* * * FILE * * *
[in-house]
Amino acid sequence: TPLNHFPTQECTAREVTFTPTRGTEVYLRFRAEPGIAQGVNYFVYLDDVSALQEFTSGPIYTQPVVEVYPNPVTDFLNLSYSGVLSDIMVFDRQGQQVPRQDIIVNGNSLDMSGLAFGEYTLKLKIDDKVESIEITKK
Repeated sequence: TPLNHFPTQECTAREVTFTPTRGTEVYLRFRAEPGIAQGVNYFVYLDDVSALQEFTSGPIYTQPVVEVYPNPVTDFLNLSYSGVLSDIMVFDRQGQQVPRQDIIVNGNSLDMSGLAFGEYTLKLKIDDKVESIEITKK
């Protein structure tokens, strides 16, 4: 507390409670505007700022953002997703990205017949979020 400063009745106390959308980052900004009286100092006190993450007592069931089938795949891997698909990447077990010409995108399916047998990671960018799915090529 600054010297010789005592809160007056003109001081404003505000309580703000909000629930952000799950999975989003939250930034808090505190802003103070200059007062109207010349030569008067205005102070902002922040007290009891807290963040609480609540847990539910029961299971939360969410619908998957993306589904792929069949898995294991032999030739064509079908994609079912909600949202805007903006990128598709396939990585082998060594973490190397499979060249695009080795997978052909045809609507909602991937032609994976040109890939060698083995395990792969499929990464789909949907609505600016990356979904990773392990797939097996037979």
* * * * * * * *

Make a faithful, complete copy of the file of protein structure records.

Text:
[in-house]
Amino acid sequence: TPLNHFPTQECTAREVTFTPTRGTEVYLRFRAEPGIAQGVNYFVYLDDVSALQEFTSGPIYTQPVVEVYPNPVTDFLNLSYSGVLSDIMVFDRQGQQVPRQDIIVNGNSLDMSGLAFGEYTLKLKIDDKVESIEITKK
Repeated sequence: TPLNHFPTQECTAREVTFTPTRGTEVYLRFRAEPGIAQGVNYFVYLDDVSALQEFTSGPIYTQPVVEVYPNPVTDFLNLSYSGVLSDIMVFDRQGQQVPRQDIIVNGNSLDMSGLAFGEYTLKLKIDDKVESIEITKK
């Protein structure tokens, strides 16, 4: 507390409670505007700022953002997703990205017949979020 400063009745106390959308980052900004009286100092006190993450007592069931089938795949891997698909990447077990010409995108399916047998990671960018799915090529 600054010297010789005592809160007056003109001081404003505000309580703000909000629930952000799950999975989003939250930034808090505190802003103070200059007062109207010349030569008067205005102070902002922040007290009891807290963040609480609540847990539910029961299971939360969410619908998957993306589904792929069949898995294991032999030739064509079908994609079912909600949202805007903006990128598709396939990585082998060594973490190397499979060249695009080795997978052909045809609507909602991937032609994976040109890939060698083995395990792969499929990464789909949907609505600016990356979904990773392990797939097996037979």